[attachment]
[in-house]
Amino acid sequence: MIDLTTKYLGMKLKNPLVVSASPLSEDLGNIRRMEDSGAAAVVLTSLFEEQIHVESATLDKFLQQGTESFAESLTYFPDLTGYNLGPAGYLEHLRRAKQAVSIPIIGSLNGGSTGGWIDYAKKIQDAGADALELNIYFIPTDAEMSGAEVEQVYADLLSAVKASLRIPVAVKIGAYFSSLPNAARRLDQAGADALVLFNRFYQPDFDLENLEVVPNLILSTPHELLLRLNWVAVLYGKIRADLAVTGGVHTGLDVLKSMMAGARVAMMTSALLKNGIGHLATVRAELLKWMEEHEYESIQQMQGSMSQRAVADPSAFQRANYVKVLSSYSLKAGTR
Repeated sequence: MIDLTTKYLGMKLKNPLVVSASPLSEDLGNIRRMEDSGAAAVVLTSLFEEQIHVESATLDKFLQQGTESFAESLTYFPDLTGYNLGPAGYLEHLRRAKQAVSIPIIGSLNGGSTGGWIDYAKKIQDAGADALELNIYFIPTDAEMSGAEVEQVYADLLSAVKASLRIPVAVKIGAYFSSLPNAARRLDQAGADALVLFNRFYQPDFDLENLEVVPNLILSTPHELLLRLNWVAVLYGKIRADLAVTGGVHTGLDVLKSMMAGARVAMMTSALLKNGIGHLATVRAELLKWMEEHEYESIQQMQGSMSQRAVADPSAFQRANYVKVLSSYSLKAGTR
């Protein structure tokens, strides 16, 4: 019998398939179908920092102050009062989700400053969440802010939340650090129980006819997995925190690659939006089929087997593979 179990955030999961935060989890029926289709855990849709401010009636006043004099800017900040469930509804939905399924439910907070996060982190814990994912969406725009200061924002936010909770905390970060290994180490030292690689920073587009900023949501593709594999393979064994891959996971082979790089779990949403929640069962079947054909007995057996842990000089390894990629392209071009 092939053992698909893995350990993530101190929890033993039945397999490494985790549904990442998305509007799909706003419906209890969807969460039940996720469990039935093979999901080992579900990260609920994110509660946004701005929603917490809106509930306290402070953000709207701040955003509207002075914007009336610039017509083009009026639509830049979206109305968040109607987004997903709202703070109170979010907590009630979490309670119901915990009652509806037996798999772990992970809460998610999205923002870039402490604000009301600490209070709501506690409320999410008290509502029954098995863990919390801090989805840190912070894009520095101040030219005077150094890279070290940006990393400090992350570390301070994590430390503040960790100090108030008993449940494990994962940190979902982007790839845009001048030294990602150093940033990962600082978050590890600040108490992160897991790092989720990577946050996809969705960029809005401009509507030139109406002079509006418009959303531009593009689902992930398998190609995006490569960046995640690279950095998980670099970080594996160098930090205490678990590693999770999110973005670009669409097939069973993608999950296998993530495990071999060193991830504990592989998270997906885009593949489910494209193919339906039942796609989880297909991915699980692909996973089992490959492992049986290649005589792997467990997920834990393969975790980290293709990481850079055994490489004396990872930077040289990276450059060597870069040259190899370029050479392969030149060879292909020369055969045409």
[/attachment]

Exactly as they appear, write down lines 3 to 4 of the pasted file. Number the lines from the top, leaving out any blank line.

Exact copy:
Repeated sequence: MIDLTTKYLGMKLKNPLVVSASPLSEDLGNIRRMEDSGAAAVVLTSLFEEQIHVESATLDKFLQQGTESFAESLTYFPDLTGYNLGPAGYLEHLRRAKQAVSIPIIGSLNGGSTGGWIDYAKKIQDAGADALELNIYFIPTDAEMSGAEVEQVYADLLSAVKASLRIPVAVKIGAYFSSLPNAARRLDQAGADALVLFNRFYQPDFDLENLEVVPNLILSTPHELLLRLNWVAVLYGKIRADLAVTGGVHTGLDVLKSMMAGARVAMMTSALLKNGIGHLATVRAELLKWMEEHEYESIQQMQGSMSQRAVADPSAFQRANYVKVLSSYSLKAGTR
């Protein structure tokens, strides 16, 4: 019998398939179908920092102050009062989700400053969440802010939340650090129980006819997995925190690659939006089929087997593979 179990955030999961935060989890029926289709855990849709401010009636006043004099800017900040469930509804939905399924439910907070996060982190814990994912969406725009200061924002936010909770905390970060290994180490030292690689920073587009900023949501593709594999393979064994891959996971082979790089779990949403929640069962079947054909007995057996842990000089390894990629392209071009 092939053992698909893995350990993530101190929890033993039945397999490494985790549904990442998305509007799909706003419906209890969807969460039940996720469990039935093979999901080992579900990260609920994110509660946004701005929603917490809106509930306290402070953000709207701040955003509207002075914007009336610039017509083009009026639509830049979206109305968040109607987004997903709202703070109170979010907590009630979490309670119901915990009652509806037996798999772990992970809460998610999205923002870039402490604000009301600490209070709501506690409320999410008290509502029954098995863990919390801090989805840190912070894009520095101040030219005077150094890279070290940006990393400090992350570390301070994590430390503040960790100090108030008993449940494990994962940190979902982007790839845009001048030294990602150093940033990962600082978050590890600040108490992160897991790092989720990577946050996809969705960029809005401009509507030139109406002079509006418009959303531009593009689902992930398998190609995006490569960046995640690279950095998980670099970080594996160098930090205490678990590693999770999110973005670009669409097939069973993608999950296998993530495990071999060193991830504990592989998270997906885009593949489910494209193919339906039942796609989880297909991915699980692909996973089992490959492992049986290649005589792997467990997920834990393969975790980290293709990481850079055994490489004396990872930077040289990276450059060597870069040259190899370029050479392969030149060879292909020369055969045409």